When his wife died and with John out of favor, Chaucer was sued for debt. Several friends and acquaintances were executed. But in 1389 John returned to power and influence over his nephew Richard II, who in turn favored the poet with a new appointment as Clerk of the King's Works responsible for the upkeep and repair governmental buildings in and around London. He was the beneficiary of Royal gifts and pensions in the 1390’s.
It was during this period that he did most of his work on his magnum opus, The Canterbury Tales. The loose collection was said to have been inspired in some ways by Dante’s journeys through Hell, Purgatory, and Paradise. But Chaucer’s tales were grounded in the real, even mundane world.
A group of 30 pilgrims gather for a journey to the grave and shrine of Thomas à Becket in an inn much like the one in which Chaucer himself resided. It was a remarkably un-homogeneous group cutting across the rigid class lines of England at the time. Included in the group and telling their stories at the behest of the inn keeper were a knight, a monk, a prioress, a plowman, a miller, a merchant, a clerk, and an oft-widowed wife from Bath. The stories, some of them borrowed from earlier tales and sources, were often humorous and sometimes bawdy.
Chaucer never lived to complete the work. Perhaps because he was interrupted by another episode of political intrigue.
After Chaucer’s patron John died, Richard II disinherited his son, Henry of Bolingbrook. Henry returned from exile in France in 1399 to supposedly re-claim his lands and titles. He quickly gathered a large army against the unpopular king. He deposed Richard and seized the crown. Chaucer was reportedly in Henry’s service at the time, ever loyal to the line of John of Gaunt. As Henry IV the new king rewarded such loyal service with a generous increase in his annuity.
But he never received either lands or title and remained until he died the next year, as he had lived, a commoner with uncommon connections to Royalty.
Chaucer was a resident of the Inne of the Shrews in Greenwich on October 25, 1400 when died. Some think that he may have been murdered by those who did not take kindly to his portrayal of the clergy. None the less, he was respectable enough to be buried in an unimportant corner of Westminster Abby. In later years other literary men asked to be interred near him in what eventually became the revered Poet’s Corner.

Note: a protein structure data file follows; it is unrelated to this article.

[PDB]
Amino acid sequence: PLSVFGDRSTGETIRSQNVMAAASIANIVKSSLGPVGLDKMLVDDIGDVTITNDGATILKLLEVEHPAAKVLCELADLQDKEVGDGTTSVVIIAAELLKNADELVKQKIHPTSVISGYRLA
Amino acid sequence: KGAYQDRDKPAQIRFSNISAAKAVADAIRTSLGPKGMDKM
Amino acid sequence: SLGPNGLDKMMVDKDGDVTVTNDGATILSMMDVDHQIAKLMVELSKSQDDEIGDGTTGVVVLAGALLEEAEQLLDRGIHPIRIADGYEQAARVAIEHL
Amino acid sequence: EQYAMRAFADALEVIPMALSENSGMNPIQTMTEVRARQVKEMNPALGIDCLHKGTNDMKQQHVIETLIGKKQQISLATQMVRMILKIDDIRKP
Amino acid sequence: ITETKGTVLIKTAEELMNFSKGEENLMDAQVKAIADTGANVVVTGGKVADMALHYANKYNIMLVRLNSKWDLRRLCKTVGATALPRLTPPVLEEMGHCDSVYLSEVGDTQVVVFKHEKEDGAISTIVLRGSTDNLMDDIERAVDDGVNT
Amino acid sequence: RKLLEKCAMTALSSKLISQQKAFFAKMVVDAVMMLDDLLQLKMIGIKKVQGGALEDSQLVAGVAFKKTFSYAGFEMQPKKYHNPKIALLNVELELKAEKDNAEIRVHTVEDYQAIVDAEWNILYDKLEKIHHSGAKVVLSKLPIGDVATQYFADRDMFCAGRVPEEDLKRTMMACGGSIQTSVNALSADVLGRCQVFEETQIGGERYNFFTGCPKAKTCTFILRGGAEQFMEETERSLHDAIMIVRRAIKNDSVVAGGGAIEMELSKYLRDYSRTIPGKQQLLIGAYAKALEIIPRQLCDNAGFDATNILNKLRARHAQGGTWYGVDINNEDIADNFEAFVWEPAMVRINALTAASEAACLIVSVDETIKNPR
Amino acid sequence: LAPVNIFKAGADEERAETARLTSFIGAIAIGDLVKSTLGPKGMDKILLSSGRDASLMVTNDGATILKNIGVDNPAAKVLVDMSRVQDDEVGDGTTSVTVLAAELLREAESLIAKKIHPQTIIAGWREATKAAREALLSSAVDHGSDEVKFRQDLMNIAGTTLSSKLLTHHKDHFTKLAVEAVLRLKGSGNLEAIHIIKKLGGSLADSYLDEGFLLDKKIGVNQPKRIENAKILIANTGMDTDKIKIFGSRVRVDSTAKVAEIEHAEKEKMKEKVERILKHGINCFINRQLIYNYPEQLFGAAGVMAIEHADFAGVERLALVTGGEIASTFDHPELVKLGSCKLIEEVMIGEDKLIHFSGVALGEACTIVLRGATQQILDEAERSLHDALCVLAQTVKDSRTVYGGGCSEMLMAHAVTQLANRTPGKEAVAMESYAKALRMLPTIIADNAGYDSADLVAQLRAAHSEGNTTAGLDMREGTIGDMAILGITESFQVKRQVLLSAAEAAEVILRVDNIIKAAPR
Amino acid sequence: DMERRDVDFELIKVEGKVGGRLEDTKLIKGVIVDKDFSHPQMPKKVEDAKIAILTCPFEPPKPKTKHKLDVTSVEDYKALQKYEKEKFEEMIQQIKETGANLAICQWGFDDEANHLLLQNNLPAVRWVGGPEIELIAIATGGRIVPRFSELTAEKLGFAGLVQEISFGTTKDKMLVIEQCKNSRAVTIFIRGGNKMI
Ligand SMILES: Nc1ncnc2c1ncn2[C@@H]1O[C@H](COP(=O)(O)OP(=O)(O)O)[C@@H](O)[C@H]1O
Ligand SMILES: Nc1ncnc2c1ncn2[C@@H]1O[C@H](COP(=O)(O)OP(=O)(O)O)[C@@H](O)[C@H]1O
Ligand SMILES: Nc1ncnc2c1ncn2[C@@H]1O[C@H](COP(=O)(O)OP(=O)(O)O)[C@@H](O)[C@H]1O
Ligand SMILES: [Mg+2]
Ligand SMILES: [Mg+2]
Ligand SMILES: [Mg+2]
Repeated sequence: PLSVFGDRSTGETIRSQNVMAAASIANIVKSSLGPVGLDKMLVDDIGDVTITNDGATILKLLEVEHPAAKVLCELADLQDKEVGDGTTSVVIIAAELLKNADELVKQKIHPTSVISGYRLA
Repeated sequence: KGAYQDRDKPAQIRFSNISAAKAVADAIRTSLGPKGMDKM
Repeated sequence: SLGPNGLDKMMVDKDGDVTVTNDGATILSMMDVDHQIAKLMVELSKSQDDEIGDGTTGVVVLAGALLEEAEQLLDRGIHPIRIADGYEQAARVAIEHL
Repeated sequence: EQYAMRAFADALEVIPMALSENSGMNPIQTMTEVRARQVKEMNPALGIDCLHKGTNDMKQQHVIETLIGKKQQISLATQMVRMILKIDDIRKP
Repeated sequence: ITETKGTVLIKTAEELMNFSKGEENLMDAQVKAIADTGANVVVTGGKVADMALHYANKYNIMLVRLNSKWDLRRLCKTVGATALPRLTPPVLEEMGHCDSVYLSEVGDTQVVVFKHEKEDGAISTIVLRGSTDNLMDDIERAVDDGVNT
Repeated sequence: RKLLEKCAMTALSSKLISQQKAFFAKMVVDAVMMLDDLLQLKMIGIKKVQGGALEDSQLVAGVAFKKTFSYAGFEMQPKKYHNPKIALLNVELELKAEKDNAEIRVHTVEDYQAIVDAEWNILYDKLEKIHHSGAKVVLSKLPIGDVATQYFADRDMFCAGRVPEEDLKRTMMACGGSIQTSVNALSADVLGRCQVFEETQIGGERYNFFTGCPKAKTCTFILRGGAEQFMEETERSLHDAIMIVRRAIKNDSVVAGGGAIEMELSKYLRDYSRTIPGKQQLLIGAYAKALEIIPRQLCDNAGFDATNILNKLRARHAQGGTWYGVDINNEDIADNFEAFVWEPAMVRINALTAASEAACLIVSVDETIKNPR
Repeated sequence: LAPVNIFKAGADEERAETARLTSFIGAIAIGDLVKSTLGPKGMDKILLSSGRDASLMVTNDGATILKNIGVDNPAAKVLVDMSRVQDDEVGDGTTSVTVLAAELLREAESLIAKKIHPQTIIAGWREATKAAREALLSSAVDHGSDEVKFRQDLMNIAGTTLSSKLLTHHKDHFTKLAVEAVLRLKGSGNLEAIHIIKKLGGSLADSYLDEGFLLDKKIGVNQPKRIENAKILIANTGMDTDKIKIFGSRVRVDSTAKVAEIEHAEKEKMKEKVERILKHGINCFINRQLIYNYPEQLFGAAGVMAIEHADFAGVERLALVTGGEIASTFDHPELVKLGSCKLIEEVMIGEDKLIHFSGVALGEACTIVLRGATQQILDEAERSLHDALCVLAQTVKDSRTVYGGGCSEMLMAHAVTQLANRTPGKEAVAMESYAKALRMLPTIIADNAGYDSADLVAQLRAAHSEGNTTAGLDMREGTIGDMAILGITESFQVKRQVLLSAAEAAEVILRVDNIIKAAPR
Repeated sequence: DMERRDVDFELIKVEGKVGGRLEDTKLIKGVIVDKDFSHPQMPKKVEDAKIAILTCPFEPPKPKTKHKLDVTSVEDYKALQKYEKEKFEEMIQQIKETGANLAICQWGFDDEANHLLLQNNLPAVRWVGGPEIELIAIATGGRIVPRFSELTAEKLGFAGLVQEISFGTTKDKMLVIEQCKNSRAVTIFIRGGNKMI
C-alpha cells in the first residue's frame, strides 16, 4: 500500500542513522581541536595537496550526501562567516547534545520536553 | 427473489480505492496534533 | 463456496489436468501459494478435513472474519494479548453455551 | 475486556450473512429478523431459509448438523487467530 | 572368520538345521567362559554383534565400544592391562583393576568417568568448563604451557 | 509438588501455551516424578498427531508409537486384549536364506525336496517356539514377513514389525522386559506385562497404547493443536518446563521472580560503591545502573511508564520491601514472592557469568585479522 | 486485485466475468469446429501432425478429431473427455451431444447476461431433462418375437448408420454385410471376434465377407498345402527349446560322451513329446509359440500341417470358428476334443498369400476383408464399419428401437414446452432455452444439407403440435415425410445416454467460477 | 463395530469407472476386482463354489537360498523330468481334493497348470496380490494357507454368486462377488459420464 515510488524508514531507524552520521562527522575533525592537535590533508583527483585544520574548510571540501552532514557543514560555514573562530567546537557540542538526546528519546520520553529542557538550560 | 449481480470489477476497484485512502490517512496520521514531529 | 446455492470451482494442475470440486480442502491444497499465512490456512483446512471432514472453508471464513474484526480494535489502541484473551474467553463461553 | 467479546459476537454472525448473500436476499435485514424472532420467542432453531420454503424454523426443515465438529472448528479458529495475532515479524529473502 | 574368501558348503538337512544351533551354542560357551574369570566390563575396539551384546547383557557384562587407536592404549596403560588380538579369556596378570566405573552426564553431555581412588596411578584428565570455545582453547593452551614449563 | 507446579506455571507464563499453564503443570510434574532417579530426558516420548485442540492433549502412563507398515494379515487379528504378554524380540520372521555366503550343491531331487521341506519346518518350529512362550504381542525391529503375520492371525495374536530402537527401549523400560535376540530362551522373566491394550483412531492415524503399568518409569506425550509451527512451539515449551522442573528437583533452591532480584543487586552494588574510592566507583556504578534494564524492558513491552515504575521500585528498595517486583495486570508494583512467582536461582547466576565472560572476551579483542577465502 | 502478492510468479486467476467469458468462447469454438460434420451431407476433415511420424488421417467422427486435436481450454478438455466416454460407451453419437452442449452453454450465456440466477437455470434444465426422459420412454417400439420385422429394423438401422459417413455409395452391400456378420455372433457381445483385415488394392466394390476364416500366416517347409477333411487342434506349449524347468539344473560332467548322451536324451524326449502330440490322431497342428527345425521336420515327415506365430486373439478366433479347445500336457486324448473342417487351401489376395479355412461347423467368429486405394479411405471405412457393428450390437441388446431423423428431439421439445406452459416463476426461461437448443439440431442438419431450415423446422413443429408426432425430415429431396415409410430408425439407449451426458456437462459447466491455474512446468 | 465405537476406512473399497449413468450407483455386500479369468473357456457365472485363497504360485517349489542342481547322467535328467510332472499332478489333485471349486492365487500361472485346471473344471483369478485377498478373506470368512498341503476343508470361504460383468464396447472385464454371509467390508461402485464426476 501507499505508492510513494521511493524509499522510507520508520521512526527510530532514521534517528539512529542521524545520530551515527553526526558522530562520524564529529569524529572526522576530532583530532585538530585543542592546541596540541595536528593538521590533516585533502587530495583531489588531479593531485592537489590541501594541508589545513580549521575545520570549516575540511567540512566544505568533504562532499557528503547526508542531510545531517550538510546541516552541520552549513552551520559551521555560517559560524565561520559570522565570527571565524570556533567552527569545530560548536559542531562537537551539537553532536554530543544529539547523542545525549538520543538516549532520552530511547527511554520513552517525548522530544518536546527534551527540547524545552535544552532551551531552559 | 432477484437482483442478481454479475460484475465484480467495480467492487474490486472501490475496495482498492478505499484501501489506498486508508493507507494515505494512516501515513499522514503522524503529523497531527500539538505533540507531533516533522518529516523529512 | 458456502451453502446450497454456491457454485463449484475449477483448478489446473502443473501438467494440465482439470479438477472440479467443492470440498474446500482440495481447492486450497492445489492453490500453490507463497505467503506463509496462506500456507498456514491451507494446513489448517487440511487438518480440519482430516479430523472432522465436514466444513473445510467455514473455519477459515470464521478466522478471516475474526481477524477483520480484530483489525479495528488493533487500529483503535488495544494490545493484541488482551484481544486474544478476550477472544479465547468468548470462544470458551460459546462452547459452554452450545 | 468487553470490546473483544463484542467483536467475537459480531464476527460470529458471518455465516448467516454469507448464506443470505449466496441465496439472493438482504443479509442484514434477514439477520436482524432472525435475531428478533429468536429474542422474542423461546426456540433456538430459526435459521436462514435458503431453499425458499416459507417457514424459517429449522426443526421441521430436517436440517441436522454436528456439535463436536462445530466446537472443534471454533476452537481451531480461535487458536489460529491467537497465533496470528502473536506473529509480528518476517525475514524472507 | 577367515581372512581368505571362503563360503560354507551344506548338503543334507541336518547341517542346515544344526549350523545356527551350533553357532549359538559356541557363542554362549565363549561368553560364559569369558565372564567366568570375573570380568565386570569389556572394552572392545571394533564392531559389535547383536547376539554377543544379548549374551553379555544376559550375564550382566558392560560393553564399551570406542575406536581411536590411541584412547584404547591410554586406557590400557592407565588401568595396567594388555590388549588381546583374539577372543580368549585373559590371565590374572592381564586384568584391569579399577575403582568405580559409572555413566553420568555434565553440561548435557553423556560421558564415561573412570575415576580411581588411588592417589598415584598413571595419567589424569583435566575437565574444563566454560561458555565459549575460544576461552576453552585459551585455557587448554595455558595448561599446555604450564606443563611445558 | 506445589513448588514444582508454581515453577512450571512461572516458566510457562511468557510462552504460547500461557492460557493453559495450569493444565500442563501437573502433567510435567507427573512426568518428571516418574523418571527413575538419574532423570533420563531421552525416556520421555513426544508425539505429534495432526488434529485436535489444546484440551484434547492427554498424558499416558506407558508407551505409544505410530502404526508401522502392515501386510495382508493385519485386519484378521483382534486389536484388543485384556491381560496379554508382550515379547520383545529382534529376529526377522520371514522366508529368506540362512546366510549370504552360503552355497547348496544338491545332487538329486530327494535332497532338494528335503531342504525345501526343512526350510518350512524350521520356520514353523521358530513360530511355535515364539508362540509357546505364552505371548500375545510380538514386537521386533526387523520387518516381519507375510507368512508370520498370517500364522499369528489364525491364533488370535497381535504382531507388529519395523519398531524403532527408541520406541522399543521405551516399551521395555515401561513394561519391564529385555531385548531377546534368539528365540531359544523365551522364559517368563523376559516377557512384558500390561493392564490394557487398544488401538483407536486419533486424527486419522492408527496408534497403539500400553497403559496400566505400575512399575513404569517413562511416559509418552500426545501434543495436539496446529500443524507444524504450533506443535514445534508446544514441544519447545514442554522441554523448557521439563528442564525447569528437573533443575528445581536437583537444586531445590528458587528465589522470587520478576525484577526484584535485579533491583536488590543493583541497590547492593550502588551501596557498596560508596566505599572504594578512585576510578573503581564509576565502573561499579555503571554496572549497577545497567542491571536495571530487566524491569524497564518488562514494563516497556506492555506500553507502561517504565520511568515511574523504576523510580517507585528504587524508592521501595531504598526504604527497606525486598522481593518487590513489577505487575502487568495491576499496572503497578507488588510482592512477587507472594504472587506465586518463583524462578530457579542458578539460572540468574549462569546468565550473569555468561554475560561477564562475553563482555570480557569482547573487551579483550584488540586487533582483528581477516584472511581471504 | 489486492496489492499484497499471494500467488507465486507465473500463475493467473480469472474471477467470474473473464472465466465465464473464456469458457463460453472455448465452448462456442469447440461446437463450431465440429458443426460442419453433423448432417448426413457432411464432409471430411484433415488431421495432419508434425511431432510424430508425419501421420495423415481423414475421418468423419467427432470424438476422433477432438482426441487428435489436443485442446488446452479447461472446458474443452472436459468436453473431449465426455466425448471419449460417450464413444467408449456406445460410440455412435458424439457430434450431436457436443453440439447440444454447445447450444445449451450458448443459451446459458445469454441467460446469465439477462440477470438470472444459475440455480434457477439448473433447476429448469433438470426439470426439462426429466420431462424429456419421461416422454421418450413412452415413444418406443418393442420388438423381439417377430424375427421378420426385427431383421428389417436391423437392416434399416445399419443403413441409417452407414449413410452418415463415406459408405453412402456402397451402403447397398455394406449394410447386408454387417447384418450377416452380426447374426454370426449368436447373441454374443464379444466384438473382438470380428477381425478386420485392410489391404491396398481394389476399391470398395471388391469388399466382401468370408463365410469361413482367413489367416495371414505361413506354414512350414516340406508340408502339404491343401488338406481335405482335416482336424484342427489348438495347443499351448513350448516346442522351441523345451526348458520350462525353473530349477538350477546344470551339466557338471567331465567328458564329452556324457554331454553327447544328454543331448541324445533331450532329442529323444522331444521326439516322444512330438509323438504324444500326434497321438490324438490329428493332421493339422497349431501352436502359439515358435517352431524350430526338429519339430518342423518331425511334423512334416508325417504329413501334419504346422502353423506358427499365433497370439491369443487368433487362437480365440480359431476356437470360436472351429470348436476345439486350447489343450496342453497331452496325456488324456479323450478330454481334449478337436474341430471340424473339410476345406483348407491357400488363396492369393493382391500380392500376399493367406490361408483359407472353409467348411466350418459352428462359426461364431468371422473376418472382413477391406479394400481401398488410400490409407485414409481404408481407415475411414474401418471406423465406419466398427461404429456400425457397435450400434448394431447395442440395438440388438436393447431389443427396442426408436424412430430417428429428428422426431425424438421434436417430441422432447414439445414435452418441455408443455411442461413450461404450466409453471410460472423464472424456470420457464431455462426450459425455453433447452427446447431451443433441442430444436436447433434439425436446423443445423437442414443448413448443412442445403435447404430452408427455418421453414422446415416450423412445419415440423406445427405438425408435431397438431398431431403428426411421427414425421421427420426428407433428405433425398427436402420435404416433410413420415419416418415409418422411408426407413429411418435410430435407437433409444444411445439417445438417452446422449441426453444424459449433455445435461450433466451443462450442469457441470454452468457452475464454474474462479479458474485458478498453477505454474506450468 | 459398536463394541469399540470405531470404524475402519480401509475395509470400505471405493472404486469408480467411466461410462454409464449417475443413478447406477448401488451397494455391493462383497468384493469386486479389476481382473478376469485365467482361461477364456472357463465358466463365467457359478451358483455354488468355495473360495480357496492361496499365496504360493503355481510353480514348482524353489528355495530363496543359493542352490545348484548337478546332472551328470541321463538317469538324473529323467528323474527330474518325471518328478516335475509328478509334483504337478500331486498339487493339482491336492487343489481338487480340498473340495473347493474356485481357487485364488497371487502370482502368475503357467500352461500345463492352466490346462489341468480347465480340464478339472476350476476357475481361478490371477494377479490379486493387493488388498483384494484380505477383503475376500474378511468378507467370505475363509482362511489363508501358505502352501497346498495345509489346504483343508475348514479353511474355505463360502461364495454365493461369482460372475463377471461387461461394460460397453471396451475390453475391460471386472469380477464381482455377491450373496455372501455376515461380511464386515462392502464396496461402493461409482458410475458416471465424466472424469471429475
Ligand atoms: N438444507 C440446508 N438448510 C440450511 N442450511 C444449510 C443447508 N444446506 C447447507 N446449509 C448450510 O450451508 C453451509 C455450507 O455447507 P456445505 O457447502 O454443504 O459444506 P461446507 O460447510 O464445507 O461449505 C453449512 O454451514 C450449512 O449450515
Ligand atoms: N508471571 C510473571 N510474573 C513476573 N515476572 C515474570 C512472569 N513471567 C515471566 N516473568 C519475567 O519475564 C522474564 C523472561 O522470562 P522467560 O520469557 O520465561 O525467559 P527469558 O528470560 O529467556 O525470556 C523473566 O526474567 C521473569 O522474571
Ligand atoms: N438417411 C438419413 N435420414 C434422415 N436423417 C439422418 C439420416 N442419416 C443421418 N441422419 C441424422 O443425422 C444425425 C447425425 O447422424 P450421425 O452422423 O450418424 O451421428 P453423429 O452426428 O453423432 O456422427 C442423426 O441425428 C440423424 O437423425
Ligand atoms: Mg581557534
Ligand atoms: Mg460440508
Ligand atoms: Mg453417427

For those who may have forgotten—and for those who have never seen it, here is a sample of Chaucer’s most famous work in the original with those lines that inspired Eliot.
Here begins the Book of the Tales of Canterbury
Whan that aprill with his shoures soote
The droghte of march hath perced to the roote,
And bathed every veyne in swich licour
Of which vertu engendred is the flour;
Whan zephirus eek with his sweete breeth
Inspired hath in every holt and heeth
Tendre croppes, and the yonge sonne
Hath in the ram his halve cours yronne,
And smale foweles maken melodye,
That slepen al the nyght with open ye
(so priketh hem nature in hir corages);
Thanne longen folk to goon on pilgrimages,
And palmeres for to seken straunge strondes,
To ferne halwes, kowthe in sondry londes;
And specially from every shires ende
Of engelond to caunterbury they wende,
The hooly blisful martir for to seke,
That hem hath holpen whan that they were seeke.
Bifil that in that seson on a day,
In southwerk at the tabard as I lay
Redy to wenden on my pilgrymage
To caunterbury with ful devout corage,
At nyght was come into that hostelrye
Wel nyne and twenty in a compaignye,
Of sondry folk, by aventure yfalle
In felaweshipe, and pilgrimes were they alle,
That toward caunterbury wolden ryde.
The chambres and the stables weren wyde,
And wel we weren esed atte beste.
And shortly, whan the sonne was to reste,
So hadde I spoken with hem everichon
That I was of hir felaweshipe anon,
And made forward erly for to ryse,
To take oure wey ther as I yow devyse.
But nathelees, whil I have tyme and space,
Er that I ferther in this tale pace,
Me thynketh it acordaunt to resoun
To telle yow al the condicioun
Of ech of hem, so as it semed me,
And whiche they weren, and of what degree,
And eek in what array that they were inne;
And at a knyght than wol I first bigynne.